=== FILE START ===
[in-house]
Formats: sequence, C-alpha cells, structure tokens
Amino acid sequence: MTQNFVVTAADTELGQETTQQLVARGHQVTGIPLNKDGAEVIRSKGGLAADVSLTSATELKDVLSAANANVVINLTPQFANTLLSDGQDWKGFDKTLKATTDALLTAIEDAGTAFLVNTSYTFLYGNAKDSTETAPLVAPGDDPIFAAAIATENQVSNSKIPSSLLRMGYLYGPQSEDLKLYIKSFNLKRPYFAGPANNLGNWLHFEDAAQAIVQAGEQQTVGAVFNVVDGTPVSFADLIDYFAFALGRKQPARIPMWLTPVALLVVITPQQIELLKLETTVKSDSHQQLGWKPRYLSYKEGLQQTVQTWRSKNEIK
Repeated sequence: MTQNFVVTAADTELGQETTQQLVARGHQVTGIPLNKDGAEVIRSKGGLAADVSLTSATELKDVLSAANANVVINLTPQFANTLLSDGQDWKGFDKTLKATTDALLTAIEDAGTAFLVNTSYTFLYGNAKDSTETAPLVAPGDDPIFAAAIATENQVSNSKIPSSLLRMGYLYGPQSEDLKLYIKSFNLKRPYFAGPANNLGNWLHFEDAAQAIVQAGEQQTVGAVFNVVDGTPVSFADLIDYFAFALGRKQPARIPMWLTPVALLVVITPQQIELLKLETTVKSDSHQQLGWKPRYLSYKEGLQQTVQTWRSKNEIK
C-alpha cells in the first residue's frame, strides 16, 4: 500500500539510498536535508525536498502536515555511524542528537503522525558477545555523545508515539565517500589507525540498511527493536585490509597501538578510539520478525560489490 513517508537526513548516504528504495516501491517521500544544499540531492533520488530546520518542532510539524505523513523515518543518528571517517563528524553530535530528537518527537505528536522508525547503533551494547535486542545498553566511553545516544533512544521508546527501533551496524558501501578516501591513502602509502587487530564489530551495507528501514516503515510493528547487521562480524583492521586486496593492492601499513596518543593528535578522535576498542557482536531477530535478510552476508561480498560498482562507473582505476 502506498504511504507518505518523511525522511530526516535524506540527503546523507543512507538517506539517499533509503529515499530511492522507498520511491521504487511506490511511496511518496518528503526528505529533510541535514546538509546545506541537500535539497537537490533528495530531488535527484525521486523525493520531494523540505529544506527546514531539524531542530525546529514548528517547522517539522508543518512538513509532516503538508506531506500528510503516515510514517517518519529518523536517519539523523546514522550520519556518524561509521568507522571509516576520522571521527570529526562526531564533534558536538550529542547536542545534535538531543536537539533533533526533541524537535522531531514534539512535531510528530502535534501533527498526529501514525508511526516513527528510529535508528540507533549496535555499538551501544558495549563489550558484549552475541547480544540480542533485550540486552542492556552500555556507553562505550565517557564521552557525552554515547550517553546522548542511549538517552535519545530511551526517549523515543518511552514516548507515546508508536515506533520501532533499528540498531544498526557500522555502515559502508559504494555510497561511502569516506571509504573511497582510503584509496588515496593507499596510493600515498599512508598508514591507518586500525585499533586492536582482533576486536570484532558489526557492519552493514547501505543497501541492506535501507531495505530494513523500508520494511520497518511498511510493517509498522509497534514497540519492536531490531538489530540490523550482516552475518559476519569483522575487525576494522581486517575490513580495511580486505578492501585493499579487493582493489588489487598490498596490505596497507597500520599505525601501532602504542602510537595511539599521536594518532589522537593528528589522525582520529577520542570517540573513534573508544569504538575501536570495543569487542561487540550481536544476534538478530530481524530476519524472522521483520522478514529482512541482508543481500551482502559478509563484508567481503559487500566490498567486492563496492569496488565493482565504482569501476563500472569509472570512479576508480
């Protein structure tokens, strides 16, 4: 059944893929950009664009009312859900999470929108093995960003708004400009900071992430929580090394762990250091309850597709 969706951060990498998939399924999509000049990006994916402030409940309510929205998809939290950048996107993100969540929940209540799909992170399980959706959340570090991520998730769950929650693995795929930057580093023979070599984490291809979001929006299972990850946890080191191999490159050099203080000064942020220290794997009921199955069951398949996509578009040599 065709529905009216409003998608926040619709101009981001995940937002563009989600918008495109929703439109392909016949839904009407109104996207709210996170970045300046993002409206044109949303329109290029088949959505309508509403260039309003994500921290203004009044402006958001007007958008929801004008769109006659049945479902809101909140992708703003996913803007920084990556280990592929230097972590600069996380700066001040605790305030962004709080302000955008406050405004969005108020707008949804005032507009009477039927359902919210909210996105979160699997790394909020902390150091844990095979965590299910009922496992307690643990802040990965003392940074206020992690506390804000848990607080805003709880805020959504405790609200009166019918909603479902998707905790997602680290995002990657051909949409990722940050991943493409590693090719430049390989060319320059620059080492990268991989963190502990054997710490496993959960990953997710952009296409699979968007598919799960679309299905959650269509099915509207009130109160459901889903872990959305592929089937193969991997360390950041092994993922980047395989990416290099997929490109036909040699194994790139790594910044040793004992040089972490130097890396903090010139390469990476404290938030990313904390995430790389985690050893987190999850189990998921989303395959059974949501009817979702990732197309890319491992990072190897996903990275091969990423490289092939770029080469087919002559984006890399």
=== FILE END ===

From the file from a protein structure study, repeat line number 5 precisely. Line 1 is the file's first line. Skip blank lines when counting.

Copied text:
C-alpha cells in the first residue's frame, strides 16, 4: 500500500539510498536535508525536498502536515555511524542528537503522525558477545555523545508515539565517500589507525540498511527493536585490509597501538578510539520478525560489490 513517508537526513548516504528504495516501491517521500544544499540531492533520488530546520518542532510539524505523513523515518543518528571517517563528524553530535530528537518527537505528536522508525547503533551494547535486542545498553566511553545516544533512544521508546527501533551496524558501501578516501591513502602509502587487530564489530551495507528501514516503515510493528547487521562480524583492521586486496593492492601499513596518543593528535578522535576498542557482536531477530535478510552476508561480498560498482562507473582505476 502506498504511504507518505518523511525522511530526516535524506540527503546523507543512507538517506539517499533509503529515499530511492522507498520511491521504487511506490511511496511518496518528503526528505529533510541535514546538509546545506541537500535539497537537490533528495530531488535527484525521486523525493520531494523540505529544506527546514531539524531542530525546529514548528517547522517539522508543518512538513509532516503538508506531506500528510503516515510514517517518519529518523536517519539523523546514522550520519556518524561509521568507522571509516576520522571521527570529526562526531564533534558536538550529542547536542545534535538531543536537539533533533526533541524537535522531531514534539512535531510528530502535534501533527498526529501514525508511526516513527528510529535508528540507533549496535555499538551501544558495549563489550558484549552475541547480544540480542533485550540486552542492556552500555556507553562505550565517557564521552557525552554515547550517553546522548542511549538517552535519545530511551526517549523515543518511552514516548507515546508508536515506533520501532533499528540498531544498526557500522555502515559502508559504494555510497561511502569516506571509504573511497582510503584509496588515496593507499596510493600515498599512508598508514591507518586500525585499533586492536582482533576486536570484532558489526557492519552493514547501505543497501541492506535501507531495505530494513523500508520494511520497518511498511510493517509498522509497534514497540519492536531490531538489530540490523550482516552475518559476519569483522575487525576494522581486517575490513580495511580486505578492501585493499579487493582493489588489487598490498596490505596497507597500520599505525601501532602504542602510537595511539599521536594518532589522537593528528589522525582520529577520542570517540573513534573508544569504538575501536570495543569487542561487540550481536544476534538478530530481524530476519524472522521483520522478514529482512541482508543481500551482502559478509563484508567481503559487500566490498567486492563496492569496488565493482565504482569501476563500472569509472570512479576508480